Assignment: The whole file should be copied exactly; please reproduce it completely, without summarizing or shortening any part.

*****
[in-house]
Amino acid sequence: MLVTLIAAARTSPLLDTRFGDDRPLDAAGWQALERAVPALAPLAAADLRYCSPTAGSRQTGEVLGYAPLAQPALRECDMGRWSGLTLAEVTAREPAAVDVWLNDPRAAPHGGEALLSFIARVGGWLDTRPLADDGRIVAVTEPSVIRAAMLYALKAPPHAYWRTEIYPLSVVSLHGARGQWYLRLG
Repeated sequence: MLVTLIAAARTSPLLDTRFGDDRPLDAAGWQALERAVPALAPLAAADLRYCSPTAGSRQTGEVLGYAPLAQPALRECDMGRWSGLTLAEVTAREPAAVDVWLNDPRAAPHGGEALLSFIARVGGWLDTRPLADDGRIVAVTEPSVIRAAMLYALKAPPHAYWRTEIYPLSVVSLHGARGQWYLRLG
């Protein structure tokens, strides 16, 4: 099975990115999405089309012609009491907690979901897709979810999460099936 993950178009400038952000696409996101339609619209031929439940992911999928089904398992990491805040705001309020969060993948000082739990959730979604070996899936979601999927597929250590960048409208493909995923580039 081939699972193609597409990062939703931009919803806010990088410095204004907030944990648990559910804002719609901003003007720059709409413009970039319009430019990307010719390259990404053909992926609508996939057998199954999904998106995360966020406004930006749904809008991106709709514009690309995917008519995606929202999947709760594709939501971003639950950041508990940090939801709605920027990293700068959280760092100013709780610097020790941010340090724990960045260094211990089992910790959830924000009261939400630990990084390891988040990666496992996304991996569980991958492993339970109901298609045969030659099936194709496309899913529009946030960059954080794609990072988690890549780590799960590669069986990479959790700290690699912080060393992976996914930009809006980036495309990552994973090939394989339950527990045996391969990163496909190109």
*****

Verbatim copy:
[in-house]
Amino acid sequence: MLVTLIAAARTSPLLDTRFGDDRPLDAAGWQALERAVPALAPLAAADLRYCSPTAGSRQTGEVLGYAPLAQPALRECDMGRWSGLTLAEVTAREPAAVDVWLNDPRAAPHGGEALLSFIARVGGWLDTRPLADDGRIVAVTEPSVIRAAMLYALKAPPHAYWRTEIYPLSVVSLHGARGQWYLRLG
Repeated sequence: MLVTLIAAARTSPLLDTRFGDDRPLDAAGWQALERAVPALAPLAAADLRYCSPTAGSRQTGEVLGYAPLAQPALRECDMGRWSGLTLAEVTAREPAAVDVWLNDPRAAPHGGEALLSFIARVGGWLDTRPLADDGRIVAVTEPSVIRAAMLYALKAPPHAYWRTEIYPLSVVSLHGARGQWYLRLG
């Protein structure tokens, strides 16, 4: 099975990115999405089309012609009491907690979901897709979810999460099936 993950178009400038952000696409996101339609619209031929439940992911999928089904398992990491805040705001309020969060993948000082739990959730979604070996899936979601999927597929250590960048409208493909995923580039 081939699972193609597409990062939703931009919803806010990088410095204004907030944990648990559910804002719609901003003007720059709409413009970039319009430019990307010719390259990404053909992926609508996939057998199954999904998106995360966020406004930006749904809008991106709709514009690309995917008519995606929202999947709760594709939501971003639950950041508990940090939801709605920027990293700068959280760092100013709780610097020790941010340090724990960045260094211990089992910790959830924000009261939400630990990084390891988040990666496992996304991996569980991958492993339970109901298609045969030659099936194709496309899913529009946030960059954080794609990072988690890549780590799960590669069986990479959790700290690699912080060393992976996914930009809006980036495309990552994973090939394989339950527990045996391969990163496909190109």